Dancing miracle

Dancing miracle

The lighted buoys flickered out on the water

2017-07-31 11:31:17 | 日記

Advokat Bjurman was relieved when Salander called again and explained that she needed more money. She had postponed their most recent scheduled meeting with the excuse that she had to work, and a vague sense of uneasiness gnawed at him. Was she going to turn into an unmanageable problem child? But since she had missed the meeting, she had no allowance, and sooner or later she would be bound to come and see him. He could not help but be concerned that she might have discussed what had happened with some outsider construction equipment rental.
She was going to have to be kept in check. She had to understand who was in charge. So he told her that this time the meeting would be at his home near Odenplan, not at the office. Upon hearing this news, Salander was silent for a long time on the other end of the telephone before she finally agreed.
She had planned to meet him at his office, exactly like last time. Now she was forced to see him in unfamiliar territory. The meeting was set for Friday evening. She had been given the building code, and she rang his doorbell at 8:30, half an hour later than agreed. That was how much time she had needed in the darkness of the building’s stairwell to run through her plan one last time, consider alternatives, steel herself, and mobilise the courage she would need.
 
At 8:00 Blomkvist switched off his computer and put on his outdoor clothing. He left the lights on in his office. Outside the sky was bright with stars and the night was freezing. He walked briskly up the hill, past Vanger’s house, taking the road to ?sterg?rden. Beyond Vanger’s house he turned off to the left, following an uglier path along the shore. , and the lights from Hedestad gleamed prettily in the dark. He needed fresh air, but above all he wanted to avoid the spying eyes of Isabella Vanger. Not far from Martin Vanger’s house he rejoined the road and arrived at Cecilia Vanger’s door just after 8:30. They went straight to her bedroom .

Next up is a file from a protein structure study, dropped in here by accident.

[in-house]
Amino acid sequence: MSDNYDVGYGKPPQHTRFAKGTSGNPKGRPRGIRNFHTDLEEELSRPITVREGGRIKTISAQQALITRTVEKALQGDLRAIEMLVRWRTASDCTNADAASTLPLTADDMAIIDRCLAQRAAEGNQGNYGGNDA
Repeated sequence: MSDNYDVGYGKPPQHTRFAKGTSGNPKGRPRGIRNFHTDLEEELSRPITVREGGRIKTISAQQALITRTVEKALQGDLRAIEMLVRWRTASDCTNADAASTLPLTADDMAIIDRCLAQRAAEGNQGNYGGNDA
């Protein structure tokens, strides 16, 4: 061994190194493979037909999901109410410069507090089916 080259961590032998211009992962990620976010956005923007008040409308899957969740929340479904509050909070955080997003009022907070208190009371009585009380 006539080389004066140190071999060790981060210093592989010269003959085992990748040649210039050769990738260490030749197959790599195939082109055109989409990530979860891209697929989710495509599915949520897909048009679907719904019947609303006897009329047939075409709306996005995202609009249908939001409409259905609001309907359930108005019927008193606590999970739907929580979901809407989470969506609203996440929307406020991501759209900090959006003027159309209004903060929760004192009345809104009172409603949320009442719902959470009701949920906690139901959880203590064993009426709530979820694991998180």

They met once or twice a week. Cecilia had not only become his lover out here in his place of exile, she had also become the person he had begun to confide in. It was significantly more rewarding discussing Harriet Vanger with her than with her uncle.
 
The plan began to go wrong almost from the start.
Bjurman was wearing a bathrobe when he opened the door to his apartment. He was cross at her arriving late and motioned her brusquely inside. She was wearing black jeans, a black T-shirt, and the obligatory leather jacket. She wore black boots and a small rucksack with a strap across her chest.
“Haven’t you even learned to tell the time?” Bjurman said. Salander did not reply. She looked around. The apartment looked much as she had expected after studying the building plans in the archives of the City Zoning Office. The light-coloured furniture was birch and beech-wood.
“Come on,” Bjurman said in a friendlier tone. He put his arm around her shoulders and led her down a hall into the apartment’s interior. No small talk. He opened the door to the bedroom. There was no doubt as to what services Salander was expected to perform.
She took a quick look around. Bachelor furnishings. A double bed with a high bedstead of stainless steel. A low chest of drawers that also functioned as a bedside table. Bedside lamps with muted lighting. A wardrobe with a mirror along one side. A cane chair and a small desk in the corner next to the door. He took her by the hand and led her to the bed Hong Kong Stories.
“Tell me what you need money for this time. More computer accessories?”
“Food,” she said.

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